As queer folk, we know that the law is used to regulate and discipline sex that heterosexual majorities view to be “abnormal,” “unhealthy” and “dangerous to children.” The real issue here is a paternalistic Criminal Code that refuses to recognize developmentally mature older teenagers as having sexual agency and the capacity to consent. It is important to guard against abuses of professional power, but we need to distinguish between a professional boundary violation and a sex crime.

We also need to stop and take notice that an unprecedented number of women teachers in Canada have been arrested as criminals for entering into consensual sexual relations (or mere flirtations) with mature teens. While heterosexual male teachers are far more likely to commit indecent assaults against students it is female teachers who are subject to sensational press coverage, and most likely to face professional discipline and criminal investigations. Given the disproportionate attention to female teachers we must ask if the uproar is really about protecting youth.

Professional panic about lascivious female teachers also includes those who have flirtations and/or queer sex with students. Ontario teacher Leanne Carla Robinson (formerly Leanne Carla Hanselman) lost her teaching certification for befriending a female 12th-grade student, inviting her to her apartment for the purposes of engaging in sexual activity and watching “pornographic” videos. Susanne Gagne was arrested in 1992 for allegedly having sex with a female student. British Columbia teacher Darlene Smart was similarly subject to professional discipline, criminal investigations and sensational media coverage for “fondling” and “kissing” teenage female students.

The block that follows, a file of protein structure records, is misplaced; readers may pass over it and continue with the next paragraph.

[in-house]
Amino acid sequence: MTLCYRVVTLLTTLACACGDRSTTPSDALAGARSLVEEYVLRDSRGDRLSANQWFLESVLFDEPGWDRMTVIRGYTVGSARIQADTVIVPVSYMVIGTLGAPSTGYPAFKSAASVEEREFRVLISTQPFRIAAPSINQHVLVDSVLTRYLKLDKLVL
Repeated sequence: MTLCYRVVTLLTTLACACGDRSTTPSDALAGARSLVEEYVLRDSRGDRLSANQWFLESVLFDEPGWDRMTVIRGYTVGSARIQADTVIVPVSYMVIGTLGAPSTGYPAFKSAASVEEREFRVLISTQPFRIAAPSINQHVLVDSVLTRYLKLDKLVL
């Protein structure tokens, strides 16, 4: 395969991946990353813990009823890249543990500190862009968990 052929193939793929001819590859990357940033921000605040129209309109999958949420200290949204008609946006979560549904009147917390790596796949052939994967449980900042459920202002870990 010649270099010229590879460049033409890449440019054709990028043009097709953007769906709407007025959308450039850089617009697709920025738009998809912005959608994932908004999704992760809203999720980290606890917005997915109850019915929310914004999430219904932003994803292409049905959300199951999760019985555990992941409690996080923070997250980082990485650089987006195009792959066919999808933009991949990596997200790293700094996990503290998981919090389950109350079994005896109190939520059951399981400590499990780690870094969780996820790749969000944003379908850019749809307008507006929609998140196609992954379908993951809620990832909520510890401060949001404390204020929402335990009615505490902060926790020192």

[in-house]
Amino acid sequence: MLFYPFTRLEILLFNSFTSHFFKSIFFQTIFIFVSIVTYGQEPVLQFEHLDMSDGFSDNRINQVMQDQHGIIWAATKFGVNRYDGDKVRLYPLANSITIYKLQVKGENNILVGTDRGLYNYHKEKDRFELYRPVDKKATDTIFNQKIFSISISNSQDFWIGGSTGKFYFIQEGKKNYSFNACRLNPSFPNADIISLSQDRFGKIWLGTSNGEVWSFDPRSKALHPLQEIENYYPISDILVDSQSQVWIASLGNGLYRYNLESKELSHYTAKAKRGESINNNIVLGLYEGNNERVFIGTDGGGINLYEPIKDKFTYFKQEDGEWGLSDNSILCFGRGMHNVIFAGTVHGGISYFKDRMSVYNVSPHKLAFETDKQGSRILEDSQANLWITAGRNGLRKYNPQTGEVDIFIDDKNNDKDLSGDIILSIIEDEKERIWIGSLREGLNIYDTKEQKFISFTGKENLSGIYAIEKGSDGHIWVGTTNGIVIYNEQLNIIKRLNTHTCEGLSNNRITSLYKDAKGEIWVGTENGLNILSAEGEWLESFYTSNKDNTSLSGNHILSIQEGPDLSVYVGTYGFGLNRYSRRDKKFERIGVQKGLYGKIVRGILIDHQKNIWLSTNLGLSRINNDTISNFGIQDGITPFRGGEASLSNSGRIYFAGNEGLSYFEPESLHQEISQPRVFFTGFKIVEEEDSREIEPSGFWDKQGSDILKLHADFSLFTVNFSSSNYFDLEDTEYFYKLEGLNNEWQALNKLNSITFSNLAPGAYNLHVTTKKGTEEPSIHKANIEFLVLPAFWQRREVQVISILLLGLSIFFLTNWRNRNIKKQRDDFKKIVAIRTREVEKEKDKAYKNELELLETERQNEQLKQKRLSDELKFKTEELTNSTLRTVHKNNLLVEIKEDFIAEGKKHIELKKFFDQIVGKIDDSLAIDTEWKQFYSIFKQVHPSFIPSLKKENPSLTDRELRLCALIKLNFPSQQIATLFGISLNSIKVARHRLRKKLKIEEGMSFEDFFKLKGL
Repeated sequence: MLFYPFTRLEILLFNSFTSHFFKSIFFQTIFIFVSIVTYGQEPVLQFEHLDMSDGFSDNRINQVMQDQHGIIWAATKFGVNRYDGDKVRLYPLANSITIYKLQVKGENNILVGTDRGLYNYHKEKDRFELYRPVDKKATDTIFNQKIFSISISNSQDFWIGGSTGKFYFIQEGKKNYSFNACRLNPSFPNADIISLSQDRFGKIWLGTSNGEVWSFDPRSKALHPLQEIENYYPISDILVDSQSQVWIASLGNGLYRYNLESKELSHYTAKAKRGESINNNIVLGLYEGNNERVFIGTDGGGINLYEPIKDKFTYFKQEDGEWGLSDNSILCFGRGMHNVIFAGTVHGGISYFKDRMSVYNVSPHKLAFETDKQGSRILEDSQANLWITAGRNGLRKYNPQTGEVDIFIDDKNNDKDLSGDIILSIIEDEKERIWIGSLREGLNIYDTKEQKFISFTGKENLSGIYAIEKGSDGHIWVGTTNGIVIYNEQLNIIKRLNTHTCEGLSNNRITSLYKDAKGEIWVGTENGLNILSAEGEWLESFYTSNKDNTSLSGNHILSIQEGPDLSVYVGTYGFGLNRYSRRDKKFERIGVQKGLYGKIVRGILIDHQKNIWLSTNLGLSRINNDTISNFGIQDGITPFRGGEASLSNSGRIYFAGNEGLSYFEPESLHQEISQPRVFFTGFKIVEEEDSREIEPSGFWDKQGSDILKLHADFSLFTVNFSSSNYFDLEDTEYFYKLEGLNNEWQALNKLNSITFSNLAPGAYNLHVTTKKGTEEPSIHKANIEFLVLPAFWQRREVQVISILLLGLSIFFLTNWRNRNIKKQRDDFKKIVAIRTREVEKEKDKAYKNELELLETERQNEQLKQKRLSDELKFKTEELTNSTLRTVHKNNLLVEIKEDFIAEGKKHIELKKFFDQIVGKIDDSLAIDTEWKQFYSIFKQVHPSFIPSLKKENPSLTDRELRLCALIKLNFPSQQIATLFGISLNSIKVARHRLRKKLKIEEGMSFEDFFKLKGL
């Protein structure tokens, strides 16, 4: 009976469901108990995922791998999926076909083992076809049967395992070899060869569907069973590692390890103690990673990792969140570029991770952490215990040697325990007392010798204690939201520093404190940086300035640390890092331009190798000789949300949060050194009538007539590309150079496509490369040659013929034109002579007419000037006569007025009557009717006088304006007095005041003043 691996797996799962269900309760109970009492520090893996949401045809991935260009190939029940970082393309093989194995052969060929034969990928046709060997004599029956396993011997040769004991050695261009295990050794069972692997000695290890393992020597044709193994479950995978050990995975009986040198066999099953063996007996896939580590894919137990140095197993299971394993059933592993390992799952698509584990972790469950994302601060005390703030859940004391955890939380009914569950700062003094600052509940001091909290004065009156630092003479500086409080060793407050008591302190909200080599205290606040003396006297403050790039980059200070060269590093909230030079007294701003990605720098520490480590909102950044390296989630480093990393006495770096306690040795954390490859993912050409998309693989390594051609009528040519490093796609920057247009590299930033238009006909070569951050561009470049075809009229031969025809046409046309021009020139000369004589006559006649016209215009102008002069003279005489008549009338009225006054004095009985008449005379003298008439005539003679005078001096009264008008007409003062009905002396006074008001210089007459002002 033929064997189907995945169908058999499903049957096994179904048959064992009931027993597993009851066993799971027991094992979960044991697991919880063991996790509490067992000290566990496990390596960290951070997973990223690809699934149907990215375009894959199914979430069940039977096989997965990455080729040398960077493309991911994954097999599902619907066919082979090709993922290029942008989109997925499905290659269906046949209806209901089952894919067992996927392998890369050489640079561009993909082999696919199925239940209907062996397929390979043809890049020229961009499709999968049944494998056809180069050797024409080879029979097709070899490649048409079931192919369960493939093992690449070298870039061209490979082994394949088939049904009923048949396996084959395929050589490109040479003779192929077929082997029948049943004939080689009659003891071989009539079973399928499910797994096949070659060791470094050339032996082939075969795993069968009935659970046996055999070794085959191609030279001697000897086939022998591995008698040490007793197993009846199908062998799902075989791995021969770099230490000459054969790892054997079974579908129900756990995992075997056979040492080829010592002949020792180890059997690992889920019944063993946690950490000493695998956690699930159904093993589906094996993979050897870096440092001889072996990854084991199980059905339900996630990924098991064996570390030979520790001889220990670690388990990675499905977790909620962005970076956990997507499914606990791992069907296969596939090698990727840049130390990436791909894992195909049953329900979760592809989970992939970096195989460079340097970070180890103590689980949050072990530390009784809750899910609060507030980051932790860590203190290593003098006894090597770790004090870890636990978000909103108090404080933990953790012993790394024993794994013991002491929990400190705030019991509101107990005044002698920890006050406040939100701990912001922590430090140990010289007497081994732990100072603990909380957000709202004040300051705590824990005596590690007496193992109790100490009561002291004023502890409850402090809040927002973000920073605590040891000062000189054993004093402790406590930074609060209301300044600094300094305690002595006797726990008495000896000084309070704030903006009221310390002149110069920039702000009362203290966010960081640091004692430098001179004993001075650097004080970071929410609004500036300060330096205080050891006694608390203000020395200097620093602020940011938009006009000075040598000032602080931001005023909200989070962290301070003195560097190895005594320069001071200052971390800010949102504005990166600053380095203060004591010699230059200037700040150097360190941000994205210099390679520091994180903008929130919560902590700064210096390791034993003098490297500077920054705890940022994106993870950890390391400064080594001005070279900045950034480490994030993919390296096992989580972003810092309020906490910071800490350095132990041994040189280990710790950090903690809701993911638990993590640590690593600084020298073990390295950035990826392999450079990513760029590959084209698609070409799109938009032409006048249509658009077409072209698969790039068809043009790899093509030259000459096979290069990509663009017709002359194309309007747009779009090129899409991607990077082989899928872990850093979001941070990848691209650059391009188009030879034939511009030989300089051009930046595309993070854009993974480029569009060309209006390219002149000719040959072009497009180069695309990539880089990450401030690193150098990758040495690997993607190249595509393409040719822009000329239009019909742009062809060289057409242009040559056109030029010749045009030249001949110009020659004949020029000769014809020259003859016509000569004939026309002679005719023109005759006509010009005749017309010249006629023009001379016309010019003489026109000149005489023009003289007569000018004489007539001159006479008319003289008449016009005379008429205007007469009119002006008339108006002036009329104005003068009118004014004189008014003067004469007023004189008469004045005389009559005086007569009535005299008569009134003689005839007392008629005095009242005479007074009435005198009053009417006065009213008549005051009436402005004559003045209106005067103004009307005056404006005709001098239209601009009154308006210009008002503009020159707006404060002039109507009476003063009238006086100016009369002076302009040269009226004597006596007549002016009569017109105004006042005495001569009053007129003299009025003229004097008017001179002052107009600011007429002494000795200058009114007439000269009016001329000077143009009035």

My queerdar tells me that the sex panics are not really about harm to minors so much as they are about fears of nonnormative or “queer” sex in schools. The gender-role reversal (older woman in position of power/younger male student) in cases like the one involving Queen, fuels the panic. The sex is being read as queer —not in the homosexual sense, but at odds with missionary and heteronormative rules about who should be “on top.” The infractions may also be read as incestuous because female teachers are coded as asexual, motherly figures with male students cast as sons. Both queer and incestuous readings set off homophobic alarm-bells.

The recent film Notes On A Scandal, starring Judi Dench and Cate Blanchett (both Oscar-nominated for their performances), brilliantly depicts the intimate cultural association between homosexuality and paedophilia in the school. Dench, as the repressed-lesbian admirer from afar, falls for the teenage-boy-loving teacher played by Blanchett. The interesting twist to the story is that the vilification of Blanchett’s character was fuelled not by a concern about child welfare, but by lesbian desires (possessed by the older teacher played by Dench) that could not be realized due to homophobic prohibitions.

I suggest that we take notes on real-life scandals, like the Queen case, and consider the extent to which female teachers are persecuted, not for violating the sexual innocence of teenaged boys, but for upsetting heteronormative protocols in schools.